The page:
What would you want to study now that you didn’t study then?

Anything about the place of children in the Kingdom of God and specifically about ministry to children. They’re a hugely important part of the ongoing life of the church and we have some hugely talented kids’ workers, but within my family of churches [which was home to KBCTC at the time], we have previously provided little in the way of training and equipping people to minister to this group. Most people in the church have made some commitment to the Christian faith as a child, and I think that warrants more exploration of what faith looks like for children and how churches can support young people.

How has studying theology equipped you to be a foster carer? And a teacher? 

I think in becoming more secure in the message of hope that we hold out, and faith that God is at work no matter what circumstance. Foster carers are frequently presented with incredibly dark situations and part of what makes Christians great foster carers is our persistence in believing that change is possible, that the transforming power of Jesus Christ can be at work in any situation. 

As a teacher, I love getting to explain the resurrection to my class of 5 year olds each Easter! I often have a little pray about what angle to take with them – for instance, whether to focus on Jesus’s victory over death, or the transactional nature of his taking the punishment we deserved, or his opening of a way for us to be friends with God. I’m not sure I quite explain things to the same level of clarity as Mike Beaumont(!) but I like to think that seeds will settle in my class’s thinking, that even if they don’t remember the lesson I taught or even who I am in the future, they might remember that there is a God who loves them and has given everything to make a way for them to be friends with him if they want.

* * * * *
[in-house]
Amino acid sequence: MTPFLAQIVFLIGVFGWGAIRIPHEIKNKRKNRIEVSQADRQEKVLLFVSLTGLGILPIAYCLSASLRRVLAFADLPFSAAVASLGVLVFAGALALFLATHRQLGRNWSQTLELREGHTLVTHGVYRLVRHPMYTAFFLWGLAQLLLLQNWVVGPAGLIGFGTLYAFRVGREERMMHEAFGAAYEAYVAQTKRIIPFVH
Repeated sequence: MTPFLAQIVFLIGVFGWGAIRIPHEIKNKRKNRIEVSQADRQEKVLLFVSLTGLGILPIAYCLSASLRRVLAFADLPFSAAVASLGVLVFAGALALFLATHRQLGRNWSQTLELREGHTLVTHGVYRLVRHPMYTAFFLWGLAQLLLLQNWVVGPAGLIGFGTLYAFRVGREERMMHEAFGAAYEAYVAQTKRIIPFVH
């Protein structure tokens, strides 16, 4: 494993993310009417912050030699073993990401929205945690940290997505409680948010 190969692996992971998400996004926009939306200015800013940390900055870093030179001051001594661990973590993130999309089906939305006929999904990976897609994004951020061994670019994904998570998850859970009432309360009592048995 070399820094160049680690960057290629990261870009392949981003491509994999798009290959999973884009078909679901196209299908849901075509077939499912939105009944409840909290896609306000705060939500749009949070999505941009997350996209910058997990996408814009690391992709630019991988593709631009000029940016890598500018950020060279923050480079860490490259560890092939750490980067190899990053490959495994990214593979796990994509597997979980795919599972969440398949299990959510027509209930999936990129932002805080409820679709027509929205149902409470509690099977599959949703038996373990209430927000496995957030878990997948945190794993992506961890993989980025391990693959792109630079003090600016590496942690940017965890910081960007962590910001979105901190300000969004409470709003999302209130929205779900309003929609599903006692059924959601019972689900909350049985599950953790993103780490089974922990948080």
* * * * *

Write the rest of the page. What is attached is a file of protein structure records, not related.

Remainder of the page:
What would you say to someone considering KST?

It’s definitely worth the investment of both time and money. You will learn things you didn’t even know you needed to learn and meet some brilliant people.

Lizzie Hollow ©2024 | Article link | News